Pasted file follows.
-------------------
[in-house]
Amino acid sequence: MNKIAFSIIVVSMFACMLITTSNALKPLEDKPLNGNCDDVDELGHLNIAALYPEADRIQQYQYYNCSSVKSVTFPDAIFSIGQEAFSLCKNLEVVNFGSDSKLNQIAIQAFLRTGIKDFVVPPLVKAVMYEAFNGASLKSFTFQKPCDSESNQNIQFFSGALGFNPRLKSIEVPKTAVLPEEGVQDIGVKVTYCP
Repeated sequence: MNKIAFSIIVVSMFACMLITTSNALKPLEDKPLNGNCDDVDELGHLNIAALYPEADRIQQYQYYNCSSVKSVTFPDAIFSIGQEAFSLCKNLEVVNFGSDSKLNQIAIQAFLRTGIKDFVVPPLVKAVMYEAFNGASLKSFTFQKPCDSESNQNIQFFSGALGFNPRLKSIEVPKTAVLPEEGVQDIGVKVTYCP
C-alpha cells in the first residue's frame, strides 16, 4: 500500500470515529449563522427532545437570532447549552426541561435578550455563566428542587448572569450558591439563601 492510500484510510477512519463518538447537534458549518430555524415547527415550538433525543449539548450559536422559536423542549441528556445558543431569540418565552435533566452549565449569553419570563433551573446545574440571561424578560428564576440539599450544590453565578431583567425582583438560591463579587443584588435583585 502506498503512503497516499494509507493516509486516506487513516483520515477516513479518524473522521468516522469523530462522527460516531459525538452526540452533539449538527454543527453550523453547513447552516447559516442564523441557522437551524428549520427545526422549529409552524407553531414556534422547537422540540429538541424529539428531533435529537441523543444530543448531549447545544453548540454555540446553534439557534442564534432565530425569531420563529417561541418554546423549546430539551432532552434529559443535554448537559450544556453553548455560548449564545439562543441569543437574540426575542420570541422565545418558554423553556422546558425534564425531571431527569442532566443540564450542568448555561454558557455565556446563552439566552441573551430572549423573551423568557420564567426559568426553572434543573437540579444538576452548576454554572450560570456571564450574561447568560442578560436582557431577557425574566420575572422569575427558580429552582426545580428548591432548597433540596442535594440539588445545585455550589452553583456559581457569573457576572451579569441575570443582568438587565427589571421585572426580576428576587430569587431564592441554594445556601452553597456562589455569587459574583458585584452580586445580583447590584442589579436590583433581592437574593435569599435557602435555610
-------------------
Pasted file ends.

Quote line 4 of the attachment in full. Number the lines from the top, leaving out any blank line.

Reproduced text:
C-alpha cells in the first residue's frame, strides 16, 4: 500500500470515529449563522427532545437570532447549552426541561435578550455563566428542587448572569450558591439563601 492510500484510510477512519463518538447537534458549518430555524415547527415550538433525543449539548450559536422559536423542549441528556445558543431569540418565552435533566452549565449569553419570563433551573446545574440571561424578560428564576440539599450544590453565578431583567425582583438560591463579587443584588435583585 502506498503512503497516499494509507493516509486516506487513516483520515477516513479518524473522521468516522469523530462522527460516531459525538452526540452533539449538527454543527453550523453547513447552516447559516442564523441557522437551524428549520427545526422549529409552524407553531414556534422547537422540540429538541424529539428531533435529537441523543444530543448531549447545544453548540454555540446553534439557534442564534432565530425569531420563529417561541418554546423549546430539551432532552434529559443535554448537559450544556453553548455560548449564545439562543441569543437574540426575542420570541422565545418558554423553556422546558425534564425531571431527569442532566443540564450542568448555561454558557455565556446563552439566552441573551430572549423573551423568557420564567426559568426553572434543573437540579444538576452548576454554572450560570456571564450574561447568560442578560436582557431577557425574566420575572422569575427558580429552582426545580428548591432548597433540596442535594440539588445545585455550589452553583456559581457569573457576572451579569441575570443582568438587565427589571421585572426580576428576587430569587431564592441554594445556601452553597456562589455569587459574583458585584452580586445580583447590584442589579436590583433581592437574593435569599435557602435555610